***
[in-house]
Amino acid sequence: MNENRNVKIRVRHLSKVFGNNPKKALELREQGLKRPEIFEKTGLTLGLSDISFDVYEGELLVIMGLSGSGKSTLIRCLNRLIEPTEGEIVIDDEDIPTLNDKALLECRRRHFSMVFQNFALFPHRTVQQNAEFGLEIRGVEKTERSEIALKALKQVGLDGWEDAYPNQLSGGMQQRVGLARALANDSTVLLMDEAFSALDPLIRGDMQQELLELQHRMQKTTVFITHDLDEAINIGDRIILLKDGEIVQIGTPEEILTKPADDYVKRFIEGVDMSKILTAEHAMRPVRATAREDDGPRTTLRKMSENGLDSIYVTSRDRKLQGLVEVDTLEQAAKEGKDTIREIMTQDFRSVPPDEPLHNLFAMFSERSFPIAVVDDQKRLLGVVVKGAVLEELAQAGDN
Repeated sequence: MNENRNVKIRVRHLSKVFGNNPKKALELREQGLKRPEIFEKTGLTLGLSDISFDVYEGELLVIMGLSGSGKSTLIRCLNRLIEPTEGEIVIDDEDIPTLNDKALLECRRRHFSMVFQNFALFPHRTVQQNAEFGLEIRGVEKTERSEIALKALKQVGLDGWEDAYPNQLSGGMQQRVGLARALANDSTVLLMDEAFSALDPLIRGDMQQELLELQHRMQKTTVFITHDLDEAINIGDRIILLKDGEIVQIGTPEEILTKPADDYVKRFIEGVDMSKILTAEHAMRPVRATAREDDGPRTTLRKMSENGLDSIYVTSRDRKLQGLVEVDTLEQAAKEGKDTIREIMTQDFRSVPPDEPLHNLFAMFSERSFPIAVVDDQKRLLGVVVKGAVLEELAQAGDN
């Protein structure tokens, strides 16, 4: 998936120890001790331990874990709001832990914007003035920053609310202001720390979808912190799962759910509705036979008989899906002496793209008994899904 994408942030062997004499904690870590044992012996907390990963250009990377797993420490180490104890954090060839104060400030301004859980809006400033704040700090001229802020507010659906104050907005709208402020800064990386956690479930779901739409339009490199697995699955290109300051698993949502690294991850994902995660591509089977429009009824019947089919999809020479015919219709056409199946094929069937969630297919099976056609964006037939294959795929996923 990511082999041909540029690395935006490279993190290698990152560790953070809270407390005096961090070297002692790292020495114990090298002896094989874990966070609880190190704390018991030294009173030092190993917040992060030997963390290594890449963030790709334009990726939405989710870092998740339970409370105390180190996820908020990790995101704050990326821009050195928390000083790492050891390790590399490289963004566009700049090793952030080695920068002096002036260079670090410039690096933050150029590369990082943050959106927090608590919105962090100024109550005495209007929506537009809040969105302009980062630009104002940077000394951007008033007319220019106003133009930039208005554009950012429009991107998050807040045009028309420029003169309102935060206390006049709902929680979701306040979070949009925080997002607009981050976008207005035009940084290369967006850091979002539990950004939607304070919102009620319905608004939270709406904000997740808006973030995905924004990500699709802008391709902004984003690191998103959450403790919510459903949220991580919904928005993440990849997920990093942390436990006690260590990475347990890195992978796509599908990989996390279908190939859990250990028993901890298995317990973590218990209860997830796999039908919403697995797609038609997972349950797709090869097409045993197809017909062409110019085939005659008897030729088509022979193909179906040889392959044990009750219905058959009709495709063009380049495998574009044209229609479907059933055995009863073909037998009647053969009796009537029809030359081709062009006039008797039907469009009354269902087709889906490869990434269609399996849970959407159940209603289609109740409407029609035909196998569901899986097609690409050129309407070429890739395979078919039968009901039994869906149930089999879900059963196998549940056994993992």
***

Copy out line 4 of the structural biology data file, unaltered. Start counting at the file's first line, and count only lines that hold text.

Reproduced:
């Protein structure tokens, strides 16, 4: 998936120890001790331990874990709001832990914007003035920053609310202001720390979808912190799962759910509705036979008989899906002496793209008994899904 994408942030062997004499904690870590044992012996907390990963250009990377797993420490180490104890954090060839104060400030301004859980809006400033704040700090001229802020507010659906104050907005709208402020800064990386956690479930779901739409339009490199697995699955290109300051698993949502690294991850994902995660591509089977429009009824019947089919999809020479015919219709056409199946094929069937969630297919099976056609964006037939294959795929996923 990511082999041909540029690395935006490279993190290698990152560790953070809270407390005096961090070297002692790292020495114990090298002896094989874990966070609880190190704390018991030294009173030092190993917040992060030997963390290594890449963030790709334009990726939405989710870092998740339970409370105390180190996820908020990790995101704050990326821009050195928390000083790492050891390790590399490289963004566009700049090793952030080695920068002096002036260079670090410039690096933050150029590369990082943050959106927090608590919105962090100024109550005495209007929506537009809040969105302009980062630009104002940077000394951007008033007319220019106003133009930039208005554009950012429009991107998050807040045009028309420029003169309102935060206390006049709902929680979701306040979070949009925080997002607009981050976008207005035009940084290369967006850091979002539990950004939607304070919102009620319905608004939270709406904000997740808006973030995905924004990500699709802008391709902004984003690191998103959450403790919510459903949220991580919904928005993440990849997920990093942390436990006690260590990475347990890195992978796509599908990989996390279908190939859990250990028993901890298995317990973590218990209860997830796999039908919403697995797609038609997972349950797709090869097409045993197809017909062409110019085939005659008897030729088509022979193909179906040889392959044990009750219905058959009709495709063009380049495998574009044209229609479907059933055995009863073909037998009647053969009796009537029809030359081709062009006039008797039907469009009354269902087709889906490869990434269609399996849970959407159940209603289609109740409407029609035909196998569901899986097609690409050129309407070429890739395979078919039968009901039994869906149930089999879900059963196998549940056994993992």